French politician and International Monetary Fund chief Dominique Strauss-Kahn, arrested in New York last Saturday for attempted rape, has long trailed a reputation among France's cognoscenti as an ardent womanizer.
But when does an outsized appetite for sex morph into something deviant or violent? When does serial seduction give way to sex addiction?
"These concepts must be treated with caution, because we are at the border between so-called normal and pathological behaviour," said psychiatrist Jean-Claude Matysiak, head of the addiction unit at Villeneuve Saint-Georges hospital outside of Paris.
For William Lowenstein, director of the Montevideo Clinic near Paris, it is nonetheless possible - and important - to distinguish between seduction, obsession and addiction.
Seduction, he said, is "conquering the desire of another person", and is rarely coupled with acts of aggression.
Obsession typically shows up in the context of a crisis, triggered by an incident or a trauma. "At that point, all the psychic tension focuses on the sex organs," he explained in an interview.
Sex addiction, however, is characterised by a loss of rational control, as well as significant and measurable changes in the neurochemistry of the brain.
"Willful rationality is no longer the orchestra conductor - knowing that something is bad for your health, or your social or professional life, is not enough to modify addictive behaviour," Lowenstein said.
"There is a loss of control," agrees Matysiak, adding that even when patients recognise they have a problem, they are unable to reign it in.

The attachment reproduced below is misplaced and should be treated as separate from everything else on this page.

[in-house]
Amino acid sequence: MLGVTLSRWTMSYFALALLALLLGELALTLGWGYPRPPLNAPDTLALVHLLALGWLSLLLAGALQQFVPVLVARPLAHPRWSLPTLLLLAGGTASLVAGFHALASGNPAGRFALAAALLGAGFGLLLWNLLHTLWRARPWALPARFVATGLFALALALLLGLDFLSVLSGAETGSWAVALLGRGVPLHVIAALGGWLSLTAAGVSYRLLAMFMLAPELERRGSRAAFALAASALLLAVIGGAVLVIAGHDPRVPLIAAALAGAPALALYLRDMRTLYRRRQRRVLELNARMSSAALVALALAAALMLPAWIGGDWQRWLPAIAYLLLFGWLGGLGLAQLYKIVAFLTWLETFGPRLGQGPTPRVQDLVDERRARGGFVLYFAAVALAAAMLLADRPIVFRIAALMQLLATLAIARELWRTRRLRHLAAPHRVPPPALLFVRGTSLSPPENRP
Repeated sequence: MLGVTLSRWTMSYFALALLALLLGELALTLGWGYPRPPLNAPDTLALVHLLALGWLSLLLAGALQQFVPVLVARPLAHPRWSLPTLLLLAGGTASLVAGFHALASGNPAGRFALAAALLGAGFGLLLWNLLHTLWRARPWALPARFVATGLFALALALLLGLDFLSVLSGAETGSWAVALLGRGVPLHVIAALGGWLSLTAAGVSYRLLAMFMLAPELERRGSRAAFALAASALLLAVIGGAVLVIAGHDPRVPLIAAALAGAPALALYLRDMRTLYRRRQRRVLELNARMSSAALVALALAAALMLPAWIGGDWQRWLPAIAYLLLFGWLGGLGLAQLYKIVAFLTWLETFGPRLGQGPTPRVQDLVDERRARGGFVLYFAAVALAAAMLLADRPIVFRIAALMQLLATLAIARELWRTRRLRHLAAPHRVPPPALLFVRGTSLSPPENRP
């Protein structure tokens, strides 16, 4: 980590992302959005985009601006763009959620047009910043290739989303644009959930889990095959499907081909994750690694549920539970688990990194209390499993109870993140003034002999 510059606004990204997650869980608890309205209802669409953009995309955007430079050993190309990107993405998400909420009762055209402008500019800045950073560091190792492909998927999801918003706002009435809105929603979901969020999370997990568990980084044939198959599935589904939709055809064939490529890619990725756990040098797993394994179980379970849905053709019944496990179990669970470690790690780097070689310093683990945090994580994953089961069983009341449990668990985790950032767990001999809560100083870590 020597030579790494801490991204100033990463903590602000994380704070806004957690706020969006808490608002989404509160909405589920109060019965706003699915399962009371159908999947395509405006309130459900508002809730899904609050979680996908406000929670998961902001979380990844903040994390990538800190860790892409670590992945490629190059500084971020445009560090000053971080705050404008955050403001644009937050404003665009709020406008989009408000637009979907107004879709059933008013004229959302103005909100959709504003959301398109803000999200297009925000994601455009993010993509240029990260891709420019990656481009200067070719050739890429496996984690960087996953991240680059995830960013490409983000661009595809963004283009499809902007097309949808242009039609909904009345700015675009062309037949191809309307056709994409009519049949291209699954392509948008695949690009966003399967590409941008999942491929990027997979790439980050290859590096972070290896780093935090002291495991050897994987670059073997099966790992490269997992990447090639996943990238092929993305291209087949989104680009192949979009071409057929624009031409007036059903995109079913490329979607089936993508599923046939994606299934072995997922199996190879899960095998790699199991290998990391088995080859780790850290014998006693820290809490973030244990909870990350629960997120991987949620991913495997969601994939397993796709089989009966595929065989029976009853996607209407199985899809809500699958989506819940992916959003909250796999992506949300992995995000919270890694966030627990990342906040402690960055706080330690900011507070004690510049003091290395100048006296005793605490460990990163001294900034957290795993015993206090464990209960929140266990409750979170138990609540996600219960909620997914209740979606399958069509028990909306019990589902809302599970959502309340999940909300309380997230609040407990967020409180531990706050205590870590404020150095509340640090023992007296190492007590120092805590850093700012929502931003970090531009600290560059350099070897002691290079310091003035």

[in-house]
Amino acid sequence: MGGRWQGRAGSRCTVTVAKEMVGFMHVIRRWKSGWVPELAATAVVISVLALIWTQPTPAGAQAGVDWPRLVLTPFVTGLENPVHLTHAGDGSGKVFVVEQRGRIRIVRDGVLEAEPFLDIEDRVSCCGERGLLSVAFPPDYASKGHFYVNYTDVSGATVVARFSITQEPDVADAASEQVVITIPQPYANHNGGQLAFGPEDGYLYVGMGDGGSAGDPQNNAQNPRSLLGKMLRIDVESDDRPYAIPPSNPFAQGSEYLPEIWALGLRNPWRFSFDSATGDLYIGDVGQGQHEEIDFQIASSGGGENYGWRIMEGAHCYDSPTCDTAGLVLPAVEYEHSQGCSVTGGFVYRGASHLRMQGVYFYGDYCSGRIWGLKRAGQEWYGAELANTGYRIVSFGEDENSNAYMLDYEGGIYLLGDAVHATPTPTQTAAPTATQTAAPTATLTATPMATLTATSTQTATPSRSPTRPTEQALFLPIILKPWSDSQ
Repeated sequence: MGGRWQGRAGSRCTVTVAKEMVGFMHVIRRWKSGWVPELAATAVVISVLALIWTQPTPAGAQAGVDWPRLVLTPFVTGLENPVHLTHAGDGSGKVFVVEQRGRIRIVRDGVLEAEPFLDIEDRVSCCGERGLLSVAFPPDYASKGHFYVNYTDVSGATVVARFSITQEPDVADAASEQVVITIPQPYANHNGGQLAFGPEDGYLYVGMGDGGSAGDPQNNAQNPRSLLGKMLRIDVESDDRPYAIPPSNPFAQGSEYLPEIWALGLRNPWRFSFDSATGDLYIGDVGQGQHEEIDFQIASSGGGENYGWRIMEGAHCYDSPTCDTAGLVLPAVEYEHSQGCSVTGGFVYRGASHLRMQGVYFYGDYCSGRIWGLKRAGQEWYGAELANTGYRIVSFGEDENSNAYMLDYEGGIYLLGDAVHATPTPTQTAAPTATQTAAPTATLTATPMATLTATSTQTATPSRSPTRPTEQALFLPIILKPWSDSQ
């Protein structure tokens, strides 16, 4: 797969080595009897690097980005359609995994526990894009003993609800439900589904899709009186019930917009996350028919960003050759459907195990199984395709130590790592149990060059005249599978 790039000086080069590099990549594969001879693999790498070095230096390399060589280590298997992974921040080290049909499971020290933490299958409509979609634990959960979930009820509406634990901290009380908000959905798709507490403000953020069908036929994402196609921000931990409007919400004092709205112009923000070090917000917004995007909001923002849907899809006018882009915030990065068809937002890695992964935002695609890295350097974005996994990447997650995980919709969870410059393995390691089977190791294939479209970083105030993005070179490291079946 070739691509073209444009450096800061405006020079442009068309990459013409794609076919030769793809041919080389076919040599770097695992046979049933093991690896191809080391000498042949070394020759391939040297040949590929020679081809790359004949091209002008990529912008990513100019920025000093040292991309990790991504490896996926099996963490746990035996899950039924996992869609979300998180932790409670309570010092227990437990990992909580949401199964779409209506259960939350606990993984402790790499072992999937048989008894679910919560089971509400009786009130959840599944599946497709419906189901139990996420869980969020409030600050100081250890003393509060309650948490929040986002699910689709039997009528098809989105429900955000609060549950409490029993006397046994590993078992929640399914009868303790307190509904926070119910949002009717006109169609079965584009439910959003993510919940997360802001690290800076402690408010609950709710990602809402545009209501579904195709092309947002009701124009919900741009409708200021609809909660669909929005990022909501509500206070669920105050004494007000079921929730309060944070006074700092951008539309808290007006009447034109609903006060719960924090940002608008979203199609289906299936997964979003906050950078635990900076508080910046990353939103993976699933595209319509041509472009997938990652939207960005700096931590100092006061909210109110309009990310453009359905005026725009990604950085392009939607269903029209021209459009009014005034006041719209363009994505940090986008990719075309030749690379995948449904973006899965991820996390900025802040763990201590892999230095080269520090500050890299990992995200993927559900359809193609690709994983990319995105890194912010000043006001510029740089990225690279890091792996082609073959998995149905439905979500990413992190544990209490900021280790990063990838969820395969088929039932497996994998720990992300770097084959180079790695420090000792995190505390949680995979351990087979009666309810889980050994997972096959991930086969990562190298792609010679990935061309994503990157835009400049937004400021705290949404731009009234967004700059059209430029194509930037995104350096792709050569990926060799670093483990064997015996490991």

This can lead to "acts of aggression in order to satisfy these impulses", he said.
A growing number of people have sought treatment in recent years for "sex addiction", including golf legend Tiger Woods after his history of multiple extra-marital affairs came to light in 2009.
In France, three to six percent of the adult population - 84 percent of them men - are afflicted, according to Florence Thibaut, a researcher at the French National Institute of Health and Medical Research.
So far, extreme sexual desire has yet to be formally classified by either French or American medical establishments as a form of addiction, alongside tobacco, alcohol, drugs or even video gaming.
That may change, however, with the upcoming fifth edition of the American Psychiatric Association's Diagnostic and Statistical Manual of Mental Disorders, informally known as DSM-5.
Used as a psychiatric reference around the world, the diagnostic bible is reviewing the inclusion of a new category called "hypersexual disorder", according to the APA's website.
"These men and women are presented to clinicians because of recurrent, 'out of control' sexual behaviors that are not inherently socially deviant," the relevant work group said in describing patients who seek treatment.
One of the signature traits of hypersexual disorder, the proposed entry says, is "repetitively engaging in sexual behavior while disregarding the risk for physical or emotional harm to self or others".
Controversy over the diagnosis, however, is likely to push the entry into the DSM-5's appendix rather than the main body of the text, researchers and doctors participating in the review have said.
For forensic psychiatrist Roland Coutanceau, an act of seduction rarely spills over into an act of violence. "Most sexual predators are not seducers," he said by phone.
All these experts were reluctant to speculate on the case of Strauss-Kahn but agreed that they did not see the clear imprint of addiction in its clinical sense.
"Perhaps one needs to consider the sexuality of men with power who can lose touch with reality and what is, or is not, allowed," said Matysiak.